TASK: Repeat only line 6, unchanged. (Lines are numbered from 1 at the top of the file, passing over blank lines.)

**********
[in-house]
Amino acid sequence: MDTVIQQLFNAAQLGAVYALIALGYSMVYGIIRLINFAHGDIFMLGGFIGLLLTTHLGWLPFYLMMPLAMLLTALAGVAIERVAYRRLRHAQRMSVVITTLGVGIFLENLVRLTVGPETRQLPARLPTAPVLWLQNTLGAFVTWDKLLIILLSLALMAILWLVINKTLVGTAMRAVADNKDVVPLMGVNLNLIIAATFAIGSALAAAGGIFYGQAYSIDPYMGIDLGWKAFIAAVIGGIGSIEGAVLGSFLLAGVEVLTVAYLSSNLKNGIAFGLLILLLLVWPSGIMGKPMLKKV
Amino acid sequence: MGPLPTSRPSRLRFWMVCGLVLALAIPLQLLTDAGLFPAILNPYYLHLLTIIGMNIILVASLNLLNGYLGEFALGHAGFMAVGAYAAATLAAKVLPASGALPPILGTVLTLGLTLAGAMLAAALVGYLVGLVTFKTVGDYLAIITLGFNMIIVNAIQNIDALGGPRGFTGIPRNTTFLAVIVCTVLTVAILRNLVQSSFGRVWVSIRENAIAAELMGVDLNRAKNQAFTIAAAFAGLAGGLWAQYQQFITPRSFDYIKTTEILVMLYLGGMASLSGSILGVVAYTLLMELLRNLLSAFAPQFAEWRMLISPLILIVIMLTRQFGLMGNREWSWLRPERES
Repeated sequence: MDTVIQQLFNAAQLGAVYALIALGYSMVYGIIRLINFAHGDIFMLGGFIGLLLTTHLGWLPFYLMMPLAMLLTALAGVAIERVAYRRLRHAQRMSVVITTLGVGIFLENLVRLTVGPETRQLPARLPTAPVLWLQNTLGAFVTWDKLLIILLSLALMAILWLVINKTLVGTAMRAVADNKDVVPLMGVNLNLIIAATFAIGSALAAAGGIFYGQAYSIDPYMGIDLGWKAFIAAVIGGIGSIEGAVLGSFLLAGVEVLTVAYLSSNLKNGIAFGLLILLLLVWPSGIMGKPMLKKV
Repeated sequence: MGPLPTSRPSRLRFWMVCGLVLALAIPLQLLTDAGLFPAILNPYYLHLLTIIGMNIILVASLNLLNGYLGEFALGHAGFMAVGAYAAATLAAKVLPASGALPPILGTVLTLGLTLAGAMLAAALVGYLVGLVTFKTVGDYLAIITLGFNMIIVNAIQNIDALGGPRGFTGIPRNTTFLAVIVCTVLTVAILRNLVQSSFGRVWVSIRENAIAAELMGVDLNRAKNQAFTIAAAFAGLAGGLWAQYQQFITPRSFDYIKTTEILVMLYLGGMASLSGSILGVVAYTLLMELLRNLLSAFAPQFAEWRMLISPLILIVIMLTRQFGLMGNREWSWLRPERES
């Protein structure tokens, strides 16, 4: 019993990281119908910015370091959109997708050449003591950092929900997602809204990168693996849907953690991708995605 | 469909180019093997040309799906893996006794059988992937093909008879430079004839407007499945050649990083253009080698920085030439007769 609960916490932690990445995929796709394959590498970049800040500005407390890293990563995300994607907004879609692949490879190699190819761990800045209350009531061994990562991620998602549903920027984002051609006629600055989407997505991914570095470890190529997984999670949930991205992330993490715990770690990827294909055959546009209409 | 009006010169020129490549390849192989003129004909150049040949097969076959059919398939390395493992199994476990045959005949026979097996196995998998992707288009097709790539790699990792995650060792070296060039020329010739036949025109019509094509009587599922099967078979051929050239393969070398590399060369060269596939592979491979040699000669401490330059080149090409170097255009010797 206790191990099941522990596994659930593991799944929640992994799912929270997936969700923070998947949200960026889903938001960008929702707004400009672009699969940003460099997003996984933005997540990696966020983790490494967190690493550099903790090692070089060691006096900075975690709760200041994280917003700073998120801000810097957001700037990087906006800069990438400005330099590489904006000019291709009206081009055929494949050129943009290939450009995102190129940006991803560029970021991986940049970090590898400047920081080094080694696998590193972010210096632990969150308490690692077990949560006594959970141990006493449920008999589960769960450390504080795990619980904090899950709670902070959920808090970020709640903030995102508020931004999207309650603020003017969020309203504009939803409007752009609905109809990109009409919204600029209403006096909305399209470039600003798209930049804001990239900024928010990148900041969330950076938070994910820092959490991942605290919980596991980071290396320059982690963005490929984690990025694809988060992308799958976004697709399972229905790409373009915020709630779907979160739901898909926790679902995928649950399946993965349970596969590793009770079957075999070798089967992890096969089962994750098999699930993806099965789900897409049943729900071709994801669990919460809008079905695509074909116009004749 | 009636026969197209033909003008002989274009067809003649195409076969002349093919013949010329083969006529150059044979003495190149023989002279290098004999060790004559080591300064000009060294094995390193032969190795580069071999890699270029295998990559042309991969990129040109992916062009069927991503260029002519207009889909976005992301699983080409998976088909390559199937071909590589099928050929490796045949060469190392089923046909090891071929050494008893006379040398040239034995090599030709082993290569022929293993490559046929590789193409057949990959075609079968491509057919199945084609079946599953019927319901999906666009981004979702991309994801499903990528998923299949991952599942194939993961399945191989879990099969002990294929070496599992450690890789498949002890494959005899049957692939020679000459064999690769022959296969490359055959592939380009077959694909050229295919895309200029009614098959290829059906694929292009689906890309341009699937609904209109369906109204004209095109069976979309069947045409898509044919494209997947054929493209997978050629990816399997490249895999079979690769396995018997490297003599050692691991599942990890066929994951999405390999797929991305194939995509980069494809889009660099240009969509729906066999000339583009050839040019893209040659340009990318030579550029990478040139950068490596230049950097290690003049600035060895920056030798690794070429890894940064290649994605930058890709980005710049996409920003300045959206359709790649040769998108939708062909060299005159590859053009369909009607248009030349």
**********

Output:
């Protein structure tokens, strides 16, 4: 019993990281119908910015370091959109997708050449003591950092929900997602809204990168693996849907953690991708995605 | 469909180019093997040309799906893996006794059988992937093909008879430079004839407007499945050649990083253009080698920085030439007769 609960916490932690990445995929796709394959590498970049800040500005407390890293990563995300994607907004879609692949490879190699190819761990800045209350009531061994990562991620998602549903920027984002051609006629600055989407997505991914570095470890190529997984999670949930991205992330993490715990770690990827294909055959546009209409 | 009006010169020129490549390849192989003129004909150049040949097969076959059919398939390395493992199994476990045959005949026979097996196995998998992707288009097709790539790699990792995650060792070296060039020329010739036949025109019509094509009587599922099967078979051929050239393969070398590399060369060269596939592979491979040699000669401490330059080149090409170097255009010797 206790191990099941522990596994659930593991799944929640992994799912929270997936969700923070998947949200960026889903938001960008929702707004400009672009699969940003460099997003996984933005997540990696966020983790490494967190690493550099903790090692070089060691006096900075975690709760200041994280917003700073998120801000810097957001700037990087906006800069990438400005330099590489904006000019291709009206081009055929494949050129943009290939450009995102190129940006991803560029970021991986940049970090590898400047920081080094080694696998590193972010210096632990969150308490690692077990949560006594959970141990006493449920008999589960769960450390504080795990619980904090899950709670902070959920808090970020709640903030995102508020931004999207309650603020003017969020309203504009939803409007752009609905109809990109009409919204600029209403006096909305399209470039600003798209930049804001990239900024928010990148900041969330950076938070994910820092959490991942605290919980596991980071290396320059982690963005490929984690990025694809988060992308799958976004697709399972229905790409373009915020709630779907979160739901898909926790679902995928649950399946993965349970596969590793009770079957075999070798089967992890096969089962994750098999699930993806099965789900897409049943729900071709994801669990919460809008079905695509074909116009004749 | 009636026969197209033909003008002989274009067809003649195409076969002349093919013949010329083969006529150059044979003495190149023989002279290098004999060790004559080591300064000009060294094995390193032969190795580069071999890699270029295998990559042309991969990129040109992916062009069927991503260029002519207009889909976005992301699983080409998976088909390559199937071909590589099928050929490796045949060469190392089923046909090891071929050494008893006379040398040239034995090599030709082993290569022929293993490559046929590789193409057949990959075609079968491509057919199945084609079946599953019927319901999906666009981004979702991309994801499903990528998923299949991952599942194939993961399945191989879990099969002990294929070496599992450690890789498949002890494959005899049957692939020679000459064999690769022959296969490359055959592939380009077959694909050229295919895309200029009614098959290829059906694929292009689906890309341009699937609904209109369906109204004209095109069976979309069947045409898509044919494209997947054929493209997978050629990816399997490249895999079979690769396995018997490297003599050692691991599942990890066929994951999405390999797929991305194939995509980069494809889009660099240009969509729906066999000339583009050839040019893209040659340009990318030579550029990478040139950068490596230049950097290690003049600035060895920056030798690794070429890894940064290649994605930058890709980005710049996409920003300045959206359709790649040769998108939708062909060299005159590859053009369909009607248009030349």